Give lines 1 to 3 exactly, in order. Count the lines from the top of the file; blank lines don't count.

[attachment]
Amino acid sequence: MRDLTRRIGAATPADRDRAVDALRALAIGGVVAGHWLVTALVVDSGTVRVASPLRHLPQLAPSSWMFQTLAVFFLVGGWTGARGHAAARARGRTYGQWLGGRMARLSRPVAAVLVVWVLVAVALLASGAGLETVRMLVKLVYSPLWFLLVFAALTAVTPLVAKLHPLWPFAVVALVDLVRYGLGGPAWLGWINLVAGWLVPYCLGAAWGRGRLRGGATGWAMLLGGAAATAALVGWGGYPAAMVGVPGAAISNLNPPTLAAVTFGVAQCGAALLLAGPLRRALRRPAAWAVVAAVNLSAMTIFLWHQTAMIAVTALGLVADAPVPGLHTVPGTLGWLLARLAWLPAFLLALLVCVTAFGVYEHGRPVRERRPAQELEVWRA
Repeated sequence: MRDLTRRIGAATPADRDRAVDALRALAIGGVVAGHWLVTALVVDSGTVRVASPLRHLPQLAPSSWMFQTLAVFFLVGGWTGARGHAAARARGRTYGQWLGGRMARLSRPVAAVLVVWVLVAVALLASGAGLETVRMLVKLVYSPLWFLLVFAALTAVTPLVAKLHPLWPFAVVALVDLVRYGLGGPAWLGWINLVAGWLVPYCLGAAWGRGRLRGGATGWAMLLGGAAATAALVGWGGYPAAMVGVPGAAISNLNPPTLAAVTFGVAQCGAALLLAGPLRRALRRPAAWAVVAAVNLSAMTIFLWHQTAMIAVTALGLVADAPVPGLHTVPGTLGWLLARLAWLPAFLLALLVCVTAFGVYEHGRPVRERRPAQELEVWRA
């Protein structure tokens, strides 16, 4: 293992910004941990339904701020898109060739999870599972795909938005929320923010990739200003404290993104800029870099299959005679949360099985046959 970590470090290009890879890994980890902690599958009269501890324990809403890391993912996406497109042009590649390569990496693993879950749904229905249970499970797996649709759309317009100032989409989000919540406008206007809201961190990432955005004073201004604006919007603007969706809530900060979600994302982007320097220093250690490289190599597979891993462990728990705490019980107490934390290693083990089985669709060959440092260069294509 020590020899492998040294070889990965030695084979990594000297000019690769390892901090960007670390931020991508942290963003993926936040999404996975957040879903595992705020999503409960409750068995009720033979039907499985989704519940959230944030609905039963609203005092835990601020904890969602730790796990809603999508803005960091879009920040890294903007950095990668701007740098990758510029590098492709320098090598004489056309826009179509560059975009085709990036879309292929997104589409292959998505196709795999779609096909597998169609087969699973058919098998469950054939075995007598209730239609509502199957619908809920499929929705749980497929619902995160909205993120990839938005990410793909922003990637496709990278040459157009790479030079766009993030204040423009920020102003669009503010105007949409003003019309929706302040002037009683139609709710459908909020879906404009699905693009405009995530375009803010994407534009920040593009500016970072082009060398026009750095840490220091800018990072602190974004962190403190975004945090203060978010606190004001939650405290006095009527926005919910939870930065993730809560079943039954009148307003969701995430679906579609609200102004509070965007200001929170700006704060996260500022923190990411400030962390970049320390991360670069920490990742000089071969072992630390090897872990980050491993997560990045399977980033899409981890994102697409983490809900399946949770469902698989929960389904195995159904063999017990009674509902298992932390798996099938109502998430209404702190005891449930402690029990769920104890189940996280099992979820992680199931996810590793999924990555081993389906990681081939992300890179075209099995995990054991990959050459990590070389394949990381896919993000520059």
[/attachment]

Amino acid sequence: MRDLTRRIGAATPADRDRAVDALRALAIGGVVAGHWLVTALVVDSGTVRVASPLRHLPQLAPSSWMFQTLAVFFLVGGWTGARGHAAARARGRTYGQWLGGRMARLSRPVAAVLVVWVLVAVALLASGAGLETVRMLVKLVYSPLWFLLVFAALTAVTPLVAKLHPLWPFAVVALVDLVRYGLGGPAWLGWINLVAGWLVPYCLGAAWGRGRLRGGATGWAMLLGGAAATAALVGWGGYPAAMVGVPGAAISNLNPPTLAAVTFGVAQCGAALLLAGPLRRALRRPAAWAVVAAVNLSAMTIFLWHQTAMIAVTALGLVADAPVPGLHTVPGTLGWLLARLAWLPAFLLALLVCVTAFGVYEHGRPVRERRPAQELEVWRA
Repeated sequence: MRDLTRRIGAATPADRDRAVDALRALAIGGVVAGHWLVTALVVDSGTVRVASPLRHLPQLAPSSWMFQTLAVFFLVGGWTGARGHAAARARGRTYGQWLGGRMARLSRPVAAVLVVWVLVAVALLASGAGLETVRMLVKLVYSPLWFLLVFAALTAVTPLVAKLHPLWPFAVVALVDLVRYGLGGPAWLGWINLVAGWLVPYCLGAAWGRGRLRGGATGWAMLLGGAAATAALVGWGGYPAAMVGVPGAAISNLNPPTLAAVTFGVAQCGAALLLAGPLRRALRRPAAWAVVAAVNLSAMTIFLWHQTAMIAVTALGLVADAPVPGLHTVPGTLGWLLARLAWLPAFLLALLVCVTAFGVYEHGRPVRERRPAQELEVWRA
């Protein structure tokens, strides 16, 4: 293992910004941990339904701020898109060739999870599972795909938005929320923010990739200003404290993104800029870099299959005679949360099985046959 970590470090290009890879890994980890902690599958009269501890324990809403890391993912996406497109042009590649390569990496693993879950749904229905249970499970797996649709759309317009100032989409989000919540406008206007809201961190990432955005004073201004604006919007603007969706809530900060979600994302982007320097220093250690490289190599597979891993462990728990705490019980107490934390290693083990089985669709060959440092260069294509 020590020899492998040294070889990965030695084979990594000297000019690769390892901090960007670390931020991508942290963003993926936040999404996975957040879903595992705020999503409960409750068995009720033979039907499985989704519940959230944030609905039963609203005092835990601020904890969602730790796990809603999508803005960091879009920040890294903007950095990668701007740098990758510029590098492709320098090598004489056309826009179509560059975009085709990036879309292929997104589409292959998505196709795999779609096909597998169609087969699973058919098998469950054939075995007598209730239609509502199957619908809920499929929705749980497929619902995160909205993120990839938005990410793909922003990637496709990278040459157009790479030079766009993030204040423009920020102003669009503010105007949409003003019309929706302040002037009683139609709710459908909020879906404009699905693009405009995530375009803010994407534009920040593009500016970072082009060398026009750095840490220091800018990072602190974004962190403190975004945090203060978010606190004001939650405290006095009527926005919910939870930065993730809560079943039954009148307003969701995430679906579609609200102004509070965007200001929170700006704060996260500022923190990411400030962390970049320390991360670069920490990742000089071969072992630390090897872990980050491993997560990045399977980033899409981890994102697409983490809900399946949770469902698989929960389904195995159904063999017990009674509902298992932390798996099938109502998430209404702190005891449930402690029990769920104890189940996280099992979820992680199931996810590793999924990555081993389906990681081939992300890179075209099995995990054991990959050459990590070389394949990381896919993000520059």